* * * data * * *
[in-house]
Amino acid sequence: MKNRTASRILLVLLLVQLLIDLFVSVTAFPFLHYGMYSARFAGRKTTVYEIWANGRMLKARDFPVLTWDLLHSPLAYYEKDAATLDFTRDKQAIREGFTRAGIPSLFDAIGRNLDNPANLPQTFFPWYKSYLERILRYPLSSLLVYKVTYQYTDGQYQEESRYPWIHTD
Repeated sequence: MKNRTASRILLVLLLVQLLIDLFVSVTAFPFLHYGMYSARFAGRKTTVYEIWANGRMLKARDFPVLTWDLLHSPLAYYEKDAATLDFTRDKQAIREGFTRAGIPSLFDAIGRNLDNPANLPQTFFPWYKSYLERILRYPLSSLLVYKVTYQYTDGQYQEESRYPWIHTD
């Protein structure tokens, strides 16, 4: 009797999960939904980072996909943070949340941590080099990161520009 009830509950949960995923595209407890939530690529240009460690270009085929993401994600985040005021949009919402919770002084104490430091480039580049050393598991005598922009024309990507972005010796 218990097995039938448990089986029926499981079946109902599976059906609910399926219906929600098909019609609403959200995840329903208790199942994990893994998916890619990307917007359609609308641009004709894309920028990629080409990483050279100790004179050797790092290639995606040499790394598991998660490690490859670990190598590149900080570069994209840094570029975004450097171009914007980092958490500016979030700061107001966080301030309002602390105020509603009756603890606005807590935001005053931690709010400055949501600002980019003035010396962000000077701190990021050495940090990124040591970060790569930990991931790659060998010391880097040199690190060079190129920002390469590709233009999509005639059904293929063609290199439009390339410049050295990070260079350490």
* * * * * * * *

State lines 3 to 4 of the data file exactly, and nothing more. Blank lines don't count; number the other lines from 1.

Repeated sequence: MKNRTASRILLVLLLVQLLIDLFVSVTAFPFLHYGMYSARFAGRKTTVYEIWANGRMLKARDFPVLTWDLLHSPLAYYEKDAATLDFTRDKQAIREGFTRAGIPSLFDAIGRNLDNPANLPQTFFPWYKSYLERILRYPLSSLLVYKVTYQYTDGQYQEESRYPWIHTD
């Protein structure tokens, strides 16, 4: 009797999960939904980072996909943070949340941590080099990161520009 009830509950949960995923595209407890939530690529240009460690270009085929993401994600985040005021949009919402919770002084104490430091480039580049050393598991005598922009024309990507972005010796 218990097995039938448990089986029926499981079946109902599976059906609910399926219906929600098909019609609403959200995840329903208790199942994990893994998916890619990307917007359609609308641009004709894309920028990629080409990483050279100790004179050797790092290639995606040499790394598991998660490690490859670990190598590149900080570069994209840094570029975004450097171009914007980092958490500016979030700061107001966080301030309002602390105020509603009756603890606005807590935001005053931690709010400055949501600002980019003035010396962000000077701190990021050495940090990124040591970060790569930990991931790659060998010391880097040199690190060079190129920002390469590709233009999509005639059904293929063609290199439009390339410049050295990070260079350490």